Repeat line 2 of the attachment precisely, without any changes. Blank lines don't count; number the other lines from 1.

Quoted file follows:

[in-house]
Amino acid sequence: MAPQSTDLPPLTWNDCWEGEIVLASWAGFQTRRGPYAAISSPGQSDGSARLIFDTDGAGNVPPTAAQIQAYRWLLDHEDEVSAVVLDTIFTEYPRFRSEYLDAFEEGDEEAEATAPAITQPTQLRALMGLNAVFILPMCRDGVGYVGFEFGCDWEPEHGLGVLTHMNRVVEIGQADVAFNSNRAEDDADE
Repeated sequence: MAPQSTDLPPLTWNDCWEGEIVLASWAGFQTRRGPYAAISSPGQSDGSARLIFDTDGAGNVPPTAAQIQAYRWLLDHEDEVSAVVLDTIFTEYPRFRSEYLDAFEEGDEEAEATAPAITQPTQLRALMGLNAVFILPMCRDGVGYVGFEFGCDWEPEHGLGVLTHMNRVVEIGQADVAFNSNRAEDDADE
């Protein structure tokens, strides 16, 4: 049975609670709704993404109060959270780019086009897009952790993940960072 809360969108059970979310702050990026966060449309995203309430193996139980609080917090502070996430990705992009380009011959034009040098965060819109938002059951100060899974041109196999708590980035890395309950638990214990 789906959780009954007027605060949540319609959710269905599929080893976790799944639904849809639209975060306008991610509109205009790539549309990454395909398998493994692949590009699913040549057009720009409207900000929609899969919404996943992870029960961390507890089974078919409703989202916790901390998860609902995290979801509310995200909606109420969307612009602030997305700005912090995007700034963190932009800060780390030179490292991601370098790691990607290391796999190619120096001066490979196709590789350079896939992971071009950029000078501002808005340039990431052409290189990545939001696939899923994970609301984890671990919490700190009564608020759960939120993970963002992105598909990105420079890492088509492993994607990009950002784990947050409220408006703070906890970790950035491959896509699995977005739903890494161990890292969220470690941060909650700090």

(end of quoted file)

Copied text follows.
Amino acid sequence: MAPQSTDLPPLTWNDCWEGEIVLASWAGFQTRRGPYAAISSPGQSDGSARLIFDTDGAGNVPPTAAQIQAYRWLLDHEDEVSAVVLDTIFTEYPRFRSEYLDAFEEGDEEAEATAPAITQPTQLRALMGLNAVFILPMCRDGVGYVGFEFGCDWEPEHGLGVLTHMNRVVEIGQADVAFNSNRAEDDADE